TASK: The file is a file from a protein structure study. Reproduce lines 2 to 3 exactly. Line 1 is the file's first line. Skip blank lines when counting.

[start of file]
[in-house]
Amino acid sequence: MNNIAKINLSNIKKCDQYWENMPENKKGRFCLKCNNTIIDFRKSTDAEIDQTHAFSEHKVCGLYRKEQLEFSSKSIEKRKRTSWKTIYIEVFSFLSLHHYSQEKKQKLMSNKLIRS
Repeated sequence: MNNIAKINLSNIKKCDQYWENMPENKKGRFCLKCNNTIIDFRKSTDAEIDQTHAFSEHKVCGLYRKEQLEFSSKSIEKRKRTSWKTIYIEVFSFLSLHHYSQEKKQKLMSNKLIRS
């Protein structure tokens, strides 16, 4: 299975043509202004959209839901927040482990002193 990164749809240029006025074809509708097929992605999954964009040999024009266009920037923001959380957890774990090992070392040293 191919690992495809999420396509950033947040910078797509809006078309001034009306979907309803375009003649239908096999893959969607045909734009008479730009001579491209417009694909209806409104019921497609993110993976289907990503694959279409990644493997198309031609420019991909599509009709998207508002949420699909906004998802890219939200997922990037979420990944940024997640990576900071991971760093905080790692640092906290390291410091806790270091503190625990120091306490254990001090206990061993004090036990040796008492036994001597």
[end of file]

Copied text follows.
Amino acid sequence: MNNIAKINLSNIKKCDQYWENMPENKKGRFCLKCNNTIIDFRKSTDAEIDQTHAFSEHKVCGLYRKEQLEFSSKSIEKRKRTSWKTIYIEVFSFLSLHHYSQEKKQKLMSNKLIRS
Repeated sequence: MNNIAKINLSNIKKCDQYWENMPENKKGRFCLKCNNTIIDFRKSTDAEIDQTHAFSEHKVCGLYRKEQLEFSSKSIEKRKRTSWKTIYIEVFSFLSLHHYSQEKKQKLMSNKLIRS